Fresh off the heels of Uber Technologies Inc (NYSE: UBER) lockup expiration period last week, another San Francisco based tech company will go through the same on November 13. Fastly, Inc (NASDAQ: FSLY) isn’t a household name like the ride-sharing behemoth.
Fastly is a content delivery network (CDN). By bringing servers and data centers closer to the end customer, it can provide the end user with a faster, safer internet experience. The CDN business is extremely competitive and investors seem to not know what to make of it. Just four months after its IPO of $16 in May 2019, the stock more than doubled to about $34 per share. A day before it’s lockup expiration day, Fastly is trading for $19 per share.
The volatility of IPO can be tough to stomach but the upside potential is appealing, especially for employees and early investors. There also comes risk. For example, six months removed from its IPO and fresh off its lockup expiration, shares of Uber stock are down 40% from its IPO price.
But six months does not make an investment career. For long-term investors, volatility is the price of admission and should be an after-thought when it comes to obtaining long-term wealth.
Deciding whether to hold or sell company equity shouldn’t be based on short-term price fluctuations but on financial goals, concentration risk, and company prospects. Let’s take a look at what employees of Uber, Fastly, and other soon-to-IPO companies should think about when deciding what to do when their shares become free.
Swinging for the fences
Outsized returns often come from betting against conventional wisdom, and conventional wisdom is usually right. Given a ten percent chance of a 100 times payoff, you should take that bet every time. But you’re still going to be wrong nine times out of ten.
We all know that if you swing for the fences, you’re going to strike out a lot, but you’re also going to hit some home runs. The difference between baseball and business, however, is that baseball has a truncated outcome distribution. When you swing, no matter how well you connect with the ball, the most runs you can get is four. In business, every once in a while, when you step up to the plate, you can score 1,000 runs. This long-tailed distribution of returns is why it’s important to be bold. Big winners pay for so many experiments.– Jeff Bezos, 2016 Amazon shareholder letter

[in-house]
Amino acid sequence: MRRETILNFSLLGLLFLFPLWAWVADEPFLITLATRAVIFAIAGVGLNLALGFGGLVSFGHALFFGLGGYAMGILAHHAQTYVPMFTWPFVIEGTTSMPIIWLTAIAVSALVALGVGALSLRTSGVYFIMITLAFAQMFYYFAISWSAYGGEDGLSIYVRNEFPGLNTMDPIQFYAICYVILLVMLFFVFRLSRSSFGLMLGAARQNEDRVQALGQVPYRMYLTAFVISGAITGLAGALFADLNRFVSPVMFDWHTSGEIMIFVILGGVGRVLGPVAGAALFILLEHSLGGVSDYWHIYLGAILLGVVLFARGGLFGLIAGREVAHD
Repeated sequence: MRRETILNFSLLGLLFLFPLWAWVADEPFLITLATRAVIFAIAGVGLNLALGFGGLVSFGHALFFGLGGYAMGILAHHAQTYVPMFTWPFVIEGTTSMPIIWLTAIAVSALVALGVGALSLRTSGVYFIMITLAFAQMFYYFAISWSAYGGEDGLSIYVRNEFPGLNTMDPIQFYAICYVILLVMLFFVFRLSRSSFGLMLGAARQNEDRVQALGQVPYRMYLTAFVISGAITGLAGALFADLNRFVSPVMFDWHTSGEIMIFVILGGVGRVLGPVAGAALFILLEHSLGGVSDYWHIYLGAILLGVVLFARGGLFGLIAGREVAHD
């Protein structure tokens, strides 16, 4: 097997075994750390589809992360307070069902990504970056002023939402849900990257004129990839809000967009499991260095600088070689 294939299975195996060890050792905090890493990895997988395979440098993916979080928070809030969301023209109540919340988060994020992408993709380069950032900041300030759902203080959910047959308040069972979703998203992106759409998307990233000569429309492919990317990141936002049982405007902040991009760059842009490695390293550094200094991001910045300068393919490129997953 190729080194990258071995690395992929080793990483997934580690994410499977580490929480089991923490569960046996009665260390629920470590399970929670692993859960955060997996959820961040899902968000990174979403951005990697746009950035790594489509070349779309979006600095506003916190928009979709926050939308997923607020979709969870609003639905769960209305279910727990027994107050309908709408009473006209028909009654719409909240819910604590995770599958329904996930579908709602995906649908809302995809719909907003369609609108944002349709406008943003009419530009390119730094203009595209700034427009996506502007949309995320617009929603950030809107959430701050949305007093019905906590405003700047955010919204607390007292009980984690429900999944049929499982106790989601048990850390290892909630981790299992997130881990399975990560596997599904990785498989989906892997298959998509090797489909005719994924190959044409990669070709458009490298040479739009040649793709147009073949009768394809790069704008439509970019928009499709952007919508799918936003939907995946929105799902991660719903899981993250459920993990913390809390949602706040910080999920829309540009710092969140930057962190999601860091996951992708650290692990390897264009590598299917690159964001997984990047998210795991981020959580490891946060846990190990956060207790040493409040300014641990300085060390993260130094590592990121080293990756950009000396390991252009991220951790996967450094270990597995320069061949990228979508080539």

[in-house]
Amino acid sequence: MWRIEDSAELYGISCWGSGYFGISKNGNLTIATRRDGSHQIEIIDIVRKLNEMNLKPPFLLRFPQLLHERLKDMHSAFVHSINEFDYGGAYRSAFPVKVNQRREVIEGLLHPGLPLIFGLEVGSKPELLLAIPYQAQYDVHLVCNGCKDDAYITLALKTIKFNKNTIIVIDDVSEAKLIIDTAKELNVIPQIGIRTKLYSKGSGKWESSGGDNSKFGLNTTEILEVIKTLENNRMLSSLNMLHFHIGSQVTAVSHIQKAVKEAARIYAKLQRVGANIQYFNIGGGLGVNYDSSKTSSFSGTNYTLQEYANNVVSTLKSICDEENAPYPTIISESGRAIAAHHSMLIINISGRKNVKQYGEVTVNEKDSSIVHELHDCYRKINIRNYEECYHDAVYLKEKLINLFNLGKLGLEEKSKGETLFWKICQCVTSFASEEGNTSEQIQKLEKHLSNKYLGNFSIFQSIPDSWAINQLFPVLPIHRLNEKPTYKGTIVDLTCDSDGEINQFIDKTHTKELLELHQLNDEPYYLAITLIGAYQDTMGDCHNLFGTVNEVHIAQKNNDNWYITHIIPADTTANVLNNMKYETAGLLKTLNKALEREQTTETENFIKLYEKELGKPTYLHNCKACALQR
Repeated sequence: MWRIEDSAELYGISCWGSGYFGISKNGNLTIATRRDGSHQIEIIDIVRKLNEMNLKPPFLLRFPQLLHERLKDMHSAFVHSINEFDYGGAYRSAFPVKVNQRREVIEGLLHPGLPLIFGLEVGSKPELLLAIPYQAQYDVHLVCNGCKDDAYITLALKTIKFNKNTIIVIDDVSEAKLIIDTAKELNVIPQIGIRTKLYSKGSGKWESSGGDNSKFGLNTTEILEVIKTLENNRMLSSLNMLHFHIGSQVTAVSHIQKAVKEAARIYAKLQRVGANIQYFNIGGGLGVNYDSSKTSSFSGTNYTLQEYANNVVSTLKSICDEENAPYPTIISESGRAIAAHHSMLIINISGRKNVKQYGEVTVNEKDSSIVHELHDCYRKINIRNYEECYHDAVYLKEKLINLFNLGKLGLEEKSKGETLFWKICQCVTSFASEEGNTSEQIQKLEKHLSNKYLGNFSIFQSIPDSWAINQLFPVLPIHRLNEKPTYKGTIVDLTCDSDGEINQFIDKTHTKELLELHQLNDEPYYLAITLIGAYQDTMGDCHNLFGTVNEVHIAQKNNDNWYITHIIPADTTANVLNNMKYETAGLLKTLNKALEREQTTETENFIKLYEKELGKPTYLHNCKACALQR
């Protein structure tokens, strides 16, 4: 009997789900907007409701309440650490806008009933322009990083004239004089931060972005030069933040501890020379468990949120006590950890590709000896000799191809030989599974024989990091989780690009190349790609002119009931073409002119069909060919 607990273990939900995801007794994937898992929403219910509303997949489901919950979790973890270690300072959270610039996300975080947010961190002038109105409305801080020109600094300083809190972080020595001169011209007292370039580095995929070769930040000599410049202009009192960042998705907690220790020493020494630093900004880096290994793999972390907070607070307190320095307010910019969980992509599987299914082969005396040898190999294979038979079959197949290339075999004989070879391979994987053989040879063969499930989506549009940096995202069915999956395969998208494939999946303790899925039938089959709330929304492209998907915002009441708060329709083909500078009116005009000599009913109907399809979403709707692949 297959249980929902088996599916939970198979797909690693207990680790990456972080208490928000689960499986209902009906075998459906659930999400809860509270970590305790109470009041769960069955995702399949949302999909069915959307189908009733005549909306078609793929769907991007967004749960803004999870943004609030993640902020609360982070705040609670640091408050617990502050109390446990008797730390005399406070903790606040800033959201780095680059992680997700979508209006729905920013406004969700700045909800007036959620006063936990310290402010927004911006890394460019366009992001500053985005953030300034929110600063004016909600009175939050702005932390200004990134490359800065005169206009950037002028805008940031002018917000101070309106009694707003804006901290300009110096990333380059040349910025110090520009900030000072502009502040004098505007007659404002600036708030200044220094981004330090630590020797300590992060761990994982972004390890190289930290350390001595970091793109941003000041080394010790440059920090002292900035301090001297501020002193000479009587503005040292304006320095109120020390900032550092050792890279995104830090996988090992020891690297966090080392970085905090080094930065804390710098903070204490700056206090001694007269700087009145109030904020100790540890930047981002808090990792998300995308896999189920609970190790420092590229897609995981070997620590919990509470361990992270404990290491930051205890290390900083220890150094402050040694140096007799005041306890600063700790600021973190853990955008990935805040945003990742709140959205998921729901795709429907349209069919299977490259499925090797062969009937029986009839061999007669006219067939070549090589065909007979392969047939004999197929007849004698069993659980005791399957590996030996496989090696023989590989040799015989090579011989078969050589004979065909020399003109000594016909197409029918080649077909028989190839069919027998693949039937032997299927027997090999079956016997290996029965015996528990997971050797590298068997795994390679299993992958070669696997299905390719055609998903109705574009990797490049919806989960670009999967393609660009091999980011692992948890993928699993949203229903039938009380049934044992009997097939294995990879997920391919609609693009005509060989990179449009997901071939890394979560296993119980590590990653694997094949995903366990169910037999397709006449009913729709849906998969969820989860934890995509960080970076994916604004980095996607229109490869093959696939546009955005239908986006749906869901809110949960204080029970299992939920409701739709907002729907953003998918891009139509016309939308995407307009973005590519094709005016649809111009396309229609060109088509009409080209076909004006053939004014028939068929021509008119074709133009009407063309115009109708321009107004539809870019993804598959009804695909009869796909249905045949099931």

Conventional wisdom will tell you to diversify your portfolio. But a part of the intrigue of working at a young tech company is the potential for striking it big. While diversification can preserve wealth, concentration can create it. And create it fast. However, you still have to be smart about risk management.
When it comes to deciding how to divide a cash and investment portfolio, I like to think in terms of building assets into three buckets:
- Protective assets – cover necessities and short-term needs such as your home, emergency reserves, medical care, home improvements, and family vacations. Allocate cash to this bucket.
- Market assets – covers basic retirement goals, second homes, and college funding. Use a diversified portfolio of stocks, bonds, and real estate for this bucket.
- Aspiration assets – buying a dream home on the beach, early retirement, creating generational wealth, leaving a legacy, buying an NBA team, or having your own private jet. This can be your concentrated and high-risk bucket.
Once you know how much to protect and how much you need to put away to cover your basic goals and needs, you can figure out how much to allocate to company stock.
Know your risks
While the upside of any single position is much higher than a diversified portfolio, the downside is much larger too. A negative corporate event such as bankruptcy, loss of a key person, or criminal activity can lead to permanent losses (remember Enron). With a company like Fastly, which is not a necessary monopoly like PG&E, investors shouldn’t expect a bailout from a negative event such as an unrecoverable security breach. WeWork is a prime example of a company that went from Wall Street darling to pulling out of its IPO, to nearly having to shut its doors.